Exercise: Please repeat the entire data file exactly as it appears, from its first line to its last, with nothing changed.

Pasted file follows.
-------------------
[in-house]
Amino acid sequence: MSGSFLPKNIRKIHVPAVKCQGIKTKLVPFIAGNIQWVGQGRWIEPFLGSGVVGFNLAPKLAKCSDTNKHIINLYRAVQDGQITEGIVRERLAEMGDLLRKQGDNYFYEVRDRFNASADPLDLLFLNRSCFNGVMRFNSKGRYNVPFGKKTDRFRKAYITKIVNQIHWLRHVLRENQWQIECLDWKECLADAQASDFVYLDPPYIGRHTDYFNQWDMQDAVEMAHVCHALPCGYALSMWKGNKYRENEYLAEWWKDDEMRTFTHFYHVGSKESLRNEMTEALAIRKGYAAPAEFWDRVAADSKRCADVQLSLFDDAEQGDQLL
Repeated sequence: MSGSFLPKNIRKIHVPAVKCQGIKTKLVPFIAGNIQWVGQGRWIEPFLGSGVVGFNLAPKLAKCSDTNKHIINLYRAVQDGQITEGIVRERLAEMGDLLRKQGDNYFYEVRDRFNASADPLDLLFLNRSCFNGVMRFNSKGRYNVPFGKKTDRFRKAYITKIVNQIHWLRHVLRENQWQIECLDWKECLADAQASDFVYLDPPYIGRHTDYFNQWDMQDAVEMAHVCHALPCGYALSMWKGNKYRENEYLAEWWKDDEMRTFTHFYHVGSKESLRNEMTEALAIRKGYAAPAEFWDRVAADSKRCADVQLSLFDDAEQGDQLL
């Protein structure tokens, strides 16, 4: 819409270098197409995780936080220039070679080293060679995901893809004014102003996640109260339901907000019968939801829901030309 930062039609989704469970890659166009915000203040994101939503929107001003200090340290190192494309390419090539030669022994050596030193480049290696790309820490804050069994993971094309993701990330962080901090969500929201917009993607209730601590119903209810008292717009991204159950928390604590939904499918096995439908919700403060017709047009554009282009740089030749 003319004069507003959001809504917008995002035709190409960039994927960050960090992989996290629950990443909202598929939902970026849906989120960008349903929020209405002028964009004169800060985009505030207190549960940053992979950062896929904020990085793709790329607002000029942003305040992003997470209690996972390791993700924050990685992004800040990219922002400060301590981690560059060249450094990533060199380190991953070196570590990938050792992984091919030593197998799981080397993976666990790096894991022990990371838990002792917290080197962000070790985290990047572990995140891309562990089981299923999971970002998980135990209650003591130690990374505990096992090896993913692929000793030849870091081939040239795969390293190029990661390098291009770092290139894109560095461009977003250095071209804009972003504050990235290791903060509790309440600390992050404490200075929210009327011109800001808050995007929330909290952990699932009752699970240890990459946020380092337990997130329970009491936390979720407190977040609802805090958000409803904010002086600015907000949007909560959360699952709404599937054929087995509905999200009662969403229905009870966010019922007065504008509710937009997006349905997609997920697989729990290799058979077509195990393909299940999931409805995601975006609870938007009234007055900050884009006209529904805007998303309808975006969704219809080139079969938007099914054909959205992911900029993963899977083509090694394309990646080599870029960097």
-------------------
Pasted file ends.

[in-house]
Amino acid sequence: MSGSFLPKNIRKIHVPAVKCQGIKTKLVPFIAGNIQWVGQGRWIEPFLGSGVVGFNLAPKLAKCSDTNKHIINLYRAVQDGQITEGIVRERLAEMGDLLRKQGDNYFYEVRDRFNASADPLDLLFLNRSCFNGVMRFNSKGRYNVPFGKKTDRFRKAYITKIVNQIHWLRHVLRENQWQIECLDWKECLADAQASDFVYLDPPYIGRHTDYFNQWDMQDAVEMAHVCHALPCGYALSMWKGNKYRENEYLAEWWKDDEMRTFTHFYHVGSKESLRNEMTEALAIRKGYAAPAEFWDRVAADSKRCADVQLSLFDDAEQGDQLL
Repeated sequence: MSGSFLPKNIRKIHVPAVKCQGIKTKLVPFIAGNIQWVGQGRWIEPFLGSGVVGFNLAPKLAKCSDTNKHIINLYRAVQDGQITEGIVRERLAEMGDLLRKQGDNYFYEVRDRFNASADPLDLLFLNRSCFNGVMRFNSKGRYNVPFGKKTDRFRKAYITKIVNQIHWLRHVLRENQWQIECLDWKECLADAQASDFVYLDPPYIGRHTDYFNQWDMQDAVEMAHVCHALPCGYALSMWKGNKYRENEYLAEWWKDDEMRTFTHFYHVGSKESLRNEMTEALAIRKGYAAPAEFWDRVAADSKRCADVQLSLFDDAEQGDQLL
């Protein structure tokens, strides 16, 4: 819409270098197409995780936080220039070679080293060679995901893809004014102003996640109260339901907000019968939801829901030309 930062039609989704469970890659166009915000203040994101939503929107001003200090340290190192494309390419090539030669022994050596030193480049290696790309820490804050069994993971094309993701990330962080901090969500929201917009993607209730601590119903209810008292717009991204159950928390604590939904499918096995439908919700403060017709047009554009282009740089030749 003319004069507003959001809504917008995002035709190409960039994927960050960090992989996290629950990443909202598929939902970026849906989120960008349903929020209405002028964009004169800060985009505030207190549960940053992979950062896929904020990085793709790329607002000029942003305040992003997470209690996972390791993700924050990685992004800040990219922002400060301590981690560059060249450094990533060199380190991953070196570590990938050792992984091919030593197998799981080397993976666990790096894991022990990371838990002792917290080197962000070790985290990047572990995140891309562990089981299923999971970002998980135990209650003591130690990374505990096992090896993913692929000793030849870091081939040239795969390293190029990661390098291009770092290139894109560095461009977003250095071209804009972003504050990235290791903060509790309440600390992050404490200075929210009327011109800001808050995007929330909290952990699932009752699970240890990459946020380092337990997130329970009491936390979720407190977040609802805090958000409803904010002086600015907000949007909560959360699952709404599937054929087995509905999200009662969403229905009870966010019922007065504008509710937009997006349905997609997920697989729990290799058979077509195990393909299940999931409805995601975006609870938007009234007055900050884009006209529904805007998303309808975006969704219809080139079969938007099914054909959205992911900029993963899977083509090694394309990646080599870029960097």